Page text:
problem solving strategies. Guidelines and rubrics will be distributed separately.
A cumulative final exam is scheduled for Thursday, May 7th at 2:30 p.m. – 4:30 p.m.

Grading: The final course grade will be calculated as follows (class participation will determine final
grade in borderline cases):
Homework 20%
Exams (3 @ 15%) 45%
Projects/Papers 20%
Final Exam 15%
Final Grades will be assigned using the following scale:
A = 93-100 C = 73-76
A- = 90-92 C- = 70-72
B+ = 87-89 D+ = 67-69
B = 83-86 D = 60-66
B- = 80-82 F = below 60
C+ = 77-79

NOTE: Students are expected to complete an on-line course evaluation by means of the
CourseEval system.

Wednesday, January 14 Ratio/Proportion 1
Friday, January 16 (continued) 1
Monday, January 19 Sequences, Series, Means 1
Wednesday, January 21 (continued) 1
Friday, January 23 Golden Ratio 2
Monday, January 26 Fibonacci Numbers 2
Wednesday, January 28 (continued) 2
Friday, January 30 Triangles 3
Monday, February 2 Right Triangles 3
Wednesday, February 4 Triangle Congruence/Similarity 3
Friday, February 6 Isometries 3
Monday, February 9 Squares/Rectangles 4
Wednesday, February 11 Other Quadrilaterals 4
Friday, February 13 (continued) 4
Monday, February 16 Polygons 5
Wednesday, February 18 EXAM #1 ---
Friday, February 20 Pentagons/Pentagrams 5
Monday, February 23 Tilings 5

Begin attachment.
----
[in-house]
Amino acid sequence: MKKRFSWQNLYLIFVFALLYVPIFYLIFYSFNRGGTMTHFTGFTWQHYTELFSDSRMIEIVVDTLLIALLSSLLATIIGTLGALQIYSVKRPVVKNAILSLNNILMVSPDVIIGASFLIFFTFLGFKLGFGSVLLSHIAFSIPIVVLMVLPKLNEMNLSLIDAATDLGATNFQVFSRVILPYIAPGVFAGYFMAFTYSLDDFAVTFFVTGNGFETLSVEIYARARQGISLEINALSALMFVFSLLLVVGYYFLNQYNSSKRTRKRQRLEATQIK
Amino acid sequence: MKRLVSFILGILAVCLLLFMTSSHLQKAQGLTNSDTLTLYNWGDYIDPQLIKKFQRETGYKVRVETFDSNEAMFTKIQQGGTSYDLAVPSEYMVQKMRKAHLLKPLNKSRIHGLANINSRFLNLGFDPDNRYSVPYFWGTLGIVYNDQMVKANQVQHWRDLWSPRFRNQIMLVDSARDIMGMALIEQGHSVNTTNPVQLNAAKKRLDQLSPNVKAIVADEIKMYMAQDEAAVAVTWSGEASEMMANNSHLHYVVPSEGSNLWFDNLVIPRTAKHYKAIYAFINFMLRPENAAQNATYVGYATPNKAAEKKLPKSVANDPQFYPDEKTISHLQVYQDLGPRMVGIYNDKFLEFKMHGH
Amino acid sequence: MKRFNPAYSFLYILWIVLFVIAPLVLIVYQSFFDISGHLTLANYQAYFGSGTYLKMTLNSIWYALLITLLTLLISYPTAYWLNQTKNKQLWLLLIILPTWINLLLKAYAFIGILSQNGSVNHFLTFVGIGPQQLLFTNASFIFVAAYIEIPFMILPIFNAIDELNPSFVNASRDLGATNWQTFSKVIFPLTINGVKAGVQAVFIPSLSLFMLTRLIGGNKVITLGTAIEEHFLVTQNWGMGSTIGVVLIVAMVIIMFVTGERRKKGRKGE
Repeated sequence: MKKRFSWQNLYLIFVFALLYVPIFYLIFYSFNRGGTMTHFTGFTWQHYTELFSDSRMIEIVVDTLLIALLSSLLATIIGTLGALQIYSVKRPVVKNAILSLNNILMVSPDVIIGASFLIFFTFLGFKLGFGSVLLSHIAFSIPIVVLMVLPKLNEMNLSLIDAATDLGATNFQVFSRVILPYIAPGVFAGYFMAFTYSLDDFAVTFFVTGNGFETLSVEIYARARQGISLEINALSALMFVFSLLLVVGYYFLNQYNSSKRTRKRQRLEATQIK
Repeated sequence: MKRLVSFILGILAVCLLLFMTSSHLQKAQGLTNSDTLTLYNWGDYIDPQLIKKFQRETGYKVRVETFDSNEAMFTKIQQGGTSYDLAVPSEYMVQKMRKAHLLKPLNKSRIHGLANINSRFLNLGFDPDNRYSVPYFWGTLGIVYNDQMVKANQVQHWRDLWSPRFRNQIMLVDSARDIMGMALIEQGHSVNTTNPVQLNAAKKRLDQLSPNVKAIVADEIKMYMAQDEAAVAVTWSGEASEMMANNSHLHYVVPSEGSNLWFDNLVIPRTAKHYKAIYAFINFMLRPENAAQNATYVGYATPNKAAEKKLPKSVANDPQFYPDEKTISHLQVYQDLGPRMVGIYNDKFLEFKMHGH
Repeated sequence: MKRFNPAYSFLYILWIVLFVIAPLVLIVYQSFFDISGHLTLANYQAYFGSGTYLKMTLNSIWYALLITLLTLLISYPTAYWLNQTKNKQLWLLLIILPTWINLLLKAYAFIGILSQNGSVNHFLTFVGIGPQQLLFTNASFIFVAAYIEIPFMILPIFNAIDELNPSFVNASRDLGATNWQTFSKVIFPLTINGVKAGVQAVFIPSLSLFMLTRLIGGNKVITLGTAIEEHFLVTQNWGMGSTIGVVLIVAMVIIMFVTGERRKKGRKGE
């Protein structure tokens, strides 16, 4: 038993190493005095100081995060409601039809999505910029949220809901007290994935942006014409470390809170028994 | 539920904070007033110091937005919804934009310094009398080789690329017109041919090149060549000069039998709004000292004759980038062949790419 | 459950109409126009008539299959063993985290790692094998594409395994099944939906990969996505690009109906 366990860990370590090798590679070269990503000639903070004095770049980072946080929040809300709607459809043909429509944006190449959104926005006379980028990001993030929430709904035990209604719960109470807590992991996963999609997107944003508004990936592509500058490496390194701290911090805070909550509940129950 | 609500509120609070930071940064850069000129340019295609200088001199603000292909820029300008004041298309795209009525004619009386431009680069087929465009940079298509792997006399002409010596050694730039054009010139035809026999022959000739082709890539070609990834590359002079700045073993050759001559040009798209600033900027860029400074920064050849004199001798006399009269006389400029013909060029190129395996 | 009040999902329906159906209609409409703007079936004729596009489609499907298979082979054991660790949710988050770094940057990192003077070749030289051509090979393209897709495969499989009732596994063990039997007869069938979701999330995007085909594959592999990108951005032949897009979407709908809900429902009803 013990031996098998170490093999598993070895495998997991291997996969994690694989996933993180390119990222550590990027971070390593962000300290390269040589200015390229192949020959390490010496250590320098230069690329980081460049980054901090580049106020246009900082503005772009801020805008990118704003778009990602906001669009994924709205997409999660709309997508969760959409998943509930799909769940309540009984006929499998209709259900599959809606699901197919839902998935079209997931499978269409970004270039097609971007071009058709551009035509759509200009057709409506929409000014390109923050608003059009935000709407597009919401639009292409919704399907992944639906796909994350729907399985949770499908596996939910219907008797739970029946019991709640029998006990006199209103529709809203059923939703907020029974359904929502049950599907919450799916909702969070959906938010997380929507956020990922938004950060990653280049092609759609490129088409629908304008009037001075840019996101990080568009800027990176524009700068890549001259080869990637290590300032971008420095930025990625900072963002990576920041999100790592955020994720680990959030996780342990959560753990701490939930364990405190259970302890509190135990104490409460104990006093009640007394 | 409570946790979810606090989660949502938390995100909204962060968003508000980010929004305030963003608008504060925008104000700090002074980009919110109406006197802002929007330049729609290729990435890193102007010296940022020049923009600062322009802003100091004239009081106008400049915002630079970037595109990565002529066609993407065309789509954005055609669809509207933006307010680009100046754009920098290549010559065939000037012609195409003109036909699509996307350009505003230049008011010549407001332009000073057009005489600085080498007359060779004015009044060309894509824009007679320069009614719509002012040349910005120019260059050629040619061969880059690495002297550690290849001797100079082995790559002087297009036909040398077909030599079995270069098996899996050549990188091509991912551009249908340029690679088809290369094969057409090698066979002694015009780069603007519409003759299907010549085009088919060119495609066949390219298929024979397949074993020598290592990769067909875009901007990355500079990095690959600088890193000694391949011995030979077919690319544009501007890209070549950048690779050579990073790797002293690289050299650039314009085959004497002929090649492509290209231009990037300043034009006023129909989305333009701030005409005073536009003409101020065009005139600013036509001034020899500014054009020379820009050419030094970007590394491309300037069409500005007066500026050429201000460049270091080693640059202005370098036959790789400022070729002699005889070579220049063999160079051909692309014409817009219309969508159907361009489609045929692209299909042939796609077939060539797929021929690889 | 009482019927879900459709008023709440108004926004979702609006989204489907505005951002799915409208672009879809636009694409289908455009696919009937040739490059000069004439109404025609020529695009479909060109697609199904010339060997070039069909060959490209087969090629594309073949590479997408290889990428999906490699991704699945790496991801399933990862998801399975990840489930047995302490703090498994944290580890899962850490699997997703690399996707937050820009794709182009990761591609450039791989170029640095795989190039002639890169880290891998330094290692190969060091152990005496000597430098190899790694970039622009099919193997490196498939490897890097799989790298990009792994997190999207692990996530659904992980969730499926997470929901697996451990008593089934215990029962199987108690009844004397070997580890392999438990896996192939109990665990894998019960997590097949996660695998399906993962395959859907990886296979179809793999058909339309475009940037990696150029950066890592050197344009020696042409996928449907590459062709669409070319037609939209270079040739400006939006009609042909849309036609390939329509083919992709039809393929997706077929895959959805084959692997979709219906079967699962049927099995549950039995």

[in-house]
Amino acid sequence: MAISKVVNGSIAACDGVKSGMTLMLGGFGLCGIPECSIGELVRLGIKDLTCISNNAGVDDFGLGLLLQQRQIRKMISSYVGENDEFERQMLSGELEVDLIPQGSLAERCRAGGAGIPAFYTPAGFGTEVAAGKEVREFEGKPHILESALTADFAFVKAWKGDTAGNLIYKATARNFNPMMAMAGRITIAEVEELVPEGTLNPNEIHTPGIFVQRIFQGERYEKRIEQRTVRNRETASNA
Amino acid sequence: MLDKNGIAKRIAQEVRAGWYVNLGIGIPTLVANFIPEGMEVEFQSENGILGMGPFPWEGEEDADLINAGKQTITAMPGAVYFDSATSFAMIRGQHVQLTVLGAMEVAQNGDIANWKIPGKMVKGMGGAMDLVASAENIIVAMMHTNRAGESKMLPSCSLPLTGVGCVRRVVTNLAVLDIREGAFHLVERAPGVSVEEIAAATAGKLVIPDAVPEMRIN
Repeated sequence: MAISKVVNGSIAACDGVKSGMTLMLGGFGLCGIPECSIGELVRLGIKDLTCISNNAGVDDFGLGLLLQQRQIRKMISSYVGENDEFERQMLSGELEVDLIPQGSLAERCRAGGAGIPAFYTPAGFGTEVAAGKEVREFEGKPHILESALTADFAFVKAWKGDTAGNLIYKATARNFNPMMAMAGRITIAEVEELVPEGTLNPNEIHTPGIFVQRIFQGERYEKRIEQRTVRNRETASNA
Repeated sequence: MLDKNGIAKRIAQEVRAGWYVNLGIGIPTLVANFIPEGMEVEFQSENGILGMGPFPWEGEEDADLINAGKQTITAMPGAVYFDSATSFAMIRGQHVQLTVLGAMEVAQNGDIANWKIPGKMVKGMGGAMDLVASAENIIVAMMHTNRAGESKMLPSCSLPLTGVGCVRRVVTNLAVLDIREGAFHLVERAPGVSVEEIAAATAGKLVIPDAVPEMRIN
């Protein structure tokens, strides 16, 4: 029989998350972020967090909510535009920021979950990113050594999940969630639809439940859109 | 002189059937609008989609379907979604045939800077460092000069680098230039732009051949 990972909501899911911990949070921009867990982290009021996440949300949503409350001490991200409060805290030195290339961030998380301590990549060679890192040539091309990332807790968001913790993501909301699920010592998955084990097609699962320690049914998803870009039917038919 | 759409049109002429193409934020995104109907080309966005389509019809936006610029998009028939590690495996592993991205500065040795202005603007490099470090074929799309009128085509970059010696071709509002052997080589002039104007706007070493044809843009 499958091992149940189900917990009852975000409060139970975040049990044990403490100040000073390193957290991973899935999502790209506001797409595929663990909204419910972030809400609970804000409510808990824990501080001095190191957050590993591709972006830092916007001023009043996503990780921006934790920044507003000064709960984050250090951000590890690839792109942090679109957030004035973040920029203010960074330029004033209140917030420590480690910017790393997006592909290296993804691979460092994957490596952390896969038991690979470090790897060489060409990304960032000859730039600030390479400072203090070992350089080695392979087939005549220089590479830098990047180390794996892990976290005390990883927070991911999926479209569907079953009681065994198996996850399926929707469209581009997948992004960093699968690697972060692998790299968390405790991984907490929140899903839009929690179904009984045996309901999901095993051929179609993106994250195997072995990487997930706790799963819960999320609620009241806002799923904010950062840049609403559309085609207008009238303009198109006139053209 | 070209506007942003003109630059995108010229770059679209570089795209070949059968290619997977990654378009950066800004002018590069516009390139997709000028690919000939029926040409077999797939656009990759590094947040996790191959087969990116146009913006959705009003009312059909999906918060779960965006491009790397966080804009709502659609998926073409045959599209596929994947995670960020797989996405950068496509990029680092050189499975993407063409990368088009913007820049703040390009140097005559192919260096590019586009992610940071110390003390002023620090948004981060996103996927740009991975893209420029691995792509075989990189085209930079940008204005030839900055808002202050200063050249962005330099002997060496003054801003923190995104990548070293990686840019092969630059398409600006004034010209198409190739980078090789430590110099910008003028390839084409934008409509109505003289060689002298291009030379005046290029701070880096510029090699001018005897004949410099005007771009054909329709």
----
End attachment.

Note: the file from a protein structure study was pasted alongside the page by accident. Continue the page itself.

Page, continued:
Wednesday, February 25 (continued) 5
Friday, February 27 (continued) 5
Monday, March 2 SPRING BREAK HOLIDAY ---
Wednesday, March 4 SPRING BREAK HOLIDAY ---
Friday, March 6 SPRING BREAK HOLIDAY ---
Monday, March 9 Circles 6
Wednesday, March 11 (continued) 6
Friday, March 13 More Circle Geometry 7
Monday, March 16 Squaring the Circle 8
Wednesday, March 18 (continued) 8
Friday, March 20 Spirals 9
Monday, March 23 (continued) 9
Wednesday, March 25 Polyhedra 10
Friday, March 27 Platonic Solids 10
Monday, March 30 Spheres 11
Wednesday, April 1 (continued) 11
Friday, April 3 EASTER HOLIDAY
Monday, April 6 EASTER HOLIDAY
Wednesday, April 8 Perspective Geometry 12
Friday, April 10 (continued) 12
Monday, April 13 (continued) 12
Wednesday, April 15 (continued) 12
Friday, April 17 (continued) 12
Monday, April 20 Self-Similarity 13
Wednesday, April 22 (continued) 13
Friday, April 24 Fractals & Fractal Dimension 13
Monday, April 27 (continued) 13
Wednesday, April 29 (continued) 13
Friday, May 1 EXAM #3 ---
FINAL EXAM Thursday, May 7th @ 2:30 p.m. ---